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Found yet another Jinggu county tea (or is it Jingdong? I’m finding conflicting info) in my stash — 2018 Lao Wu Shan Gu Shu Cha from Yunnan Craft. I’ve not seen Lao Wu Shan puerh available at any of the other vendor sites I’ve frequented.

Dry leaf aroma is floral-raisin-wood. Warmed leaf aroma has a sharp barnyard pungency with raisins and fruit punch? Rinsed leaf brings out mellow apricot, wet wood, more florals and savoriness. Medium-bodied, a lot of saponins in the pot and cup on first pour. Savory, alkaline, dry grass; light creamed honey sweetness and butter. Overall mellow and smooth with a bright mineral finish that later turns tart and drying with growing bitterness. Returning sweetness, cooling in the chest/throat and calming all from the first steep. I’m left feeling indifferent; it’s still young.

Lighter compression, the chunk separated with the rinse so I’ve been poking around the wet leaf. Single leaves, buds, 2-3 leaf and bud sets, some longer stems. Doubt it’s gushu but other than a few char spots, it looks healthy and well enough made. Cloudy brew for many steeps, though.

I wonder how other teas from this area compare.

Flavors: Apricot, Barnyard, Bitter, Butter, Dry Grass, Drying, Flowers, Fruit Punch, Honey, Mineral, Mint, Raisins, Smooth, Tart, Wet Wood, Wood

Preparation
Boiling 0 min, 15 sec 7 g 4 OZ / 110 ML

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93

I’m supposed to be making carnitas.

Right now, this sheng has me kicked back in my chair with my feet on the bed. I’m transported back to Akron, in the old house, winter. Living room, French doors closed, wood-burning stove roaring, tomato soup bubbling away on top, the sound of Skyward Sword in the background. Cocooned in a blanket. My ears are burning from the heat. So drowsy and comfortable, that feeling as you succumb to the fading in of sleep, reality slowly stipples away at your periphery, defocusing your gaze, the fire crackles, eyelids lower, dreamtime seamlessly folds over the diminishing edges of this moment. I think about the wrapping of a puer cake, everything points to the beenghole. A nice package.

It’s difficult to describe the actual tea when the qi is so distinctive. This is very close in profile to the 2016 Bang Wai Gu Cha I tried last night. Much less sweet, which I prefer, more balanced, spicier, brighter. Good returning sweetness and longer lasting, more distinctive fruity peach-mango-apricot aftertaste. The oiliness isn’t as pronounced but it’s felt later lining my tongue. Not yet sure about longevity. Very nice for a young one and arguably worth the tenths of a cent more per gram :P Might cake. Can’t go wrong at $0.14/g. Edit: Will cake this weekend. Please don’t buy them out.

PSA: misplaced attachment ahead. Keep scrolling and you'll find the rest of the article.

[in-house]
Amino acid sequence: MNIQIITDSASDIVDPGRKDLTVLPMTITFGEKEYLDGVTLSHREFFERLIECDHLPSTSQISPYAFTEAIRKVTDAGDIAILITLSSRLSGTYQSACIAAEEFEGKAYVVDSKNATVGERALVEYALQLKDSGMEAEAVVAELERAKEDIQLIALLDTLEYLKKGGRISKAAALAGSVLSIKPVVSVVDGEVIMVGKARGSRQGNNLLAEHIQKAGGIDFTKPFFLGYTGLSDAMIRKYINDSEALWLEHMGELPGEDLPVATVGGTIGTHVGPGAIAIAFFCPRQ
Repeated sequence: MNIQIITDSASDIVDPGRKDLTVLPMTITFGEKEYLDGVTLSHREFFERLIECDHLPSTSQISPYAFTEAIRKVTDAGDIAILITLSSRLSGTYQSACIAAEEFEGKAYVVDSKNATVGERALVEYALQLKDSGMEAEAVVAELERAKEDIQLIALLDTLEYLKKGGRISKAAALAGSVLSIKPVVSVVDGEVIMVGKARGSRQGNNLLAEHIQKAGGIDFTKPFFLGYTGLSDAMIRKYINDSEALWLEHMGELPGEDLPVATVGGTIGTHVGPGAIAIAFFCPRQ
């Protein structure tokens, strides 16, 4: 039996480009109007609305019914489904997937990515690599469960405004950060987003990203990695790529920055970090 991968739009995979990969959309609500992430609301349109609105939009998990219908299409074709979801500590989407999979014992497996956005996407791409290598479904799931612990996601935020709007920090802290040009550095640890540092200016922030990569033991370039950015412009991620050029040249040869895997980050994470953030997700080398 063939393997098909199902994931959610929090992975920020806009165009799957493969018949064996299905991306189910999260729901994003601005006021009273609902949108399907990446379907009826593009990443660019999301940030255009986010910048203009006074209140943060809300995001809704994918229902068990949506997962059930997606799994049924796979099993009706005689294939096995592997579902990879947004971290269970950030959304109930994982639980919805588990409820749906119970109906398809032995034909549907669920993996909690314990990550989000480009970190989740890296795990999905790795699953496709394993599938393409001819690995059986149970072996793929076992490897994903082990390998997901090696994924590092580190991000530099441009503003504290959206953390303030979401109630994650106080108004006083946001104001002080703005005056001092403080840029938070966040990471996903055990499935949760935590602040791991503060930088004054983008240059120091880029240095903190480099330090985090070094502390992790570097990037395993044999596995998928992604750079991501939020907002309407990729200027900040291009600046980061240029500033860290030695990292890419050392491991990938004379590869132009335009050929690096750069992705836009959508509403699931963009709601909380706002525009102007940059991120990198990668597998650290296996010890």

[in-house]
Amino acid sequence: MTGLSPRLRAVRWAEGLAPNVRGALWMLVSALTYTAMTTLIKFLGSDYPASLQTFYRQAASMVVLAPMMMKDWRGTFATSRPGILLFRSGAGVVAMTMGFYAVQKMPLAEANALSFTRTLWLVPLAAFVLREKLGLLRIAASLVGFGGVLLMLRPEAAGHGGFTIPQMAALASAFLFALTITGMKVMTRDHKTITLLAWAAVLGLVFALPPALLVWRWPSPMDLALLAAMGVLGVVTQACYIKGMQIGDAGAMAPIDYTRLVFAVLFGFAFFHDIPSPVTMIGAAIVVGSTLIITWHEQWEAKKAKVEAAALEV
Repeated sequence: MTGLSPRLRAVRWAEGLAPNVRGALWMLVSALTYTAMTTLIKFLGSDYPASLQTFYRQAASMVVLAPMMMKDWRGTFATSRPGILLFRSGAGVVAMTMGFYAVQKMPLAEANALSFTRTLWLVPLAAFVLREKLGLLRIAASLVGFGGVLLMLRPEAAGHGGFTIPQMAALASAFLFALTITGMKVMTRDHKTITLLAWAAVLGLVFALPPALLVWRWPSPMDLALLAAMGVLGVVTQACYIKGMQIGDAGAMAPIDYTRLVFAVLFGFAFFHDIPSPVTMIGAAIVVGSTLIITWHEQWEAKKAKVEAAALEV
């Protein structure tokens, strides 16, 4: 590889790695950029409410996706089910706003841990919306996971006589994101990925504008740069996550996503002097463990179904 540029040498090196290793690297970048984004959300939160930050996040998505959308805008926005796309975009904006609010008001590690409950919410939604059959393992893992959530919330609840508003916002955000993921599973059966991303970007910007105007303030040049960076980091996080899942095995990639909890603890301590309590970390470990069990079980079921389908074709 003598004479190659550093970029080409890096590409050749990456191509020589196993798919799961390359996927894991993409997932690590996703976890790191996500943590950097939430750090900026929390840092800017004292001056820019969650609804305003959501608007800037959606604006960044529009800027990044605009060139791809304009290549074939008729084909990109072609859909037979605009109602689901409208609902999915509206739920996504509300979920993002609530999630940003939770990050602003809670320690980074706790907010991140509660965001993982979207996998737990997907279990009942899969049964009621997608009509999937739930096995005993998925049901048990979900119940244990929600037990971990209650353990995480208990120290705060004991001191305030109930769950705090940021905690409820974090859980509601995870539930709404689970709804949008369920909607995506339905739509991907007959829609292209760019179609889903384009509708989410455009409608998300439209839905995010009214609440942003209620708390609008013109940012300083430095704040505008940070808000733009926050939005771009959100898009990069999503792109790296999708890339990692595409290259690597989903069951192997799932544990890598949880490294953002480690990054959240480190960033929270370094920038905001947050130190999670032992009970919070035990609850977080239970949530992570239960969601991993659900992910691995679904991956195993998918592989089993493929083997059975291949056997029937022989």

I’m having deja vu. I’ve typed this note before.

Flavors: Apricot, Bitter, Brown Sugar, Camphor, Drying, Floral, Flowers, Mango, Metallic, Peach, Plum, Raisins, Rice, Smooth, Spicy, Straw, Strawberry, Toffee, Wood

Preparation
Boiling 7 g 4 OZ / 110 ML
derk

2.5 hours later and I still haven’t made carnitas. Instead I spent that time derking around the Pu’er Woo-wooniverse, trying to type up crackpot romantic comparisons of beengs and beengholes to conceptual themes such as art and science, creation, compression, pressure and transformation. Something about dark underbellies, velvety spermatic leaf weaving over and under and in between, feeding frenzies. Holy crap I feel absolutely rejuvenated.

puerh, pu’erh, pu-erh, puer, pu’er but never pu-er
whatever

Martin Bednář

Now I want carnitas. And this pu-erh.

Nattie

Your description had me falling asleep and wishing for winter! Sounds like bliss.

ashmanra

I don’t know what a carnita is!

derk

ashmanra: falling apart Mexican braised pork

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drank 2016 Bang Wai Gu Cha by Yunnan Craft
1073 tasting notes

First sheng from Yunnan Craft.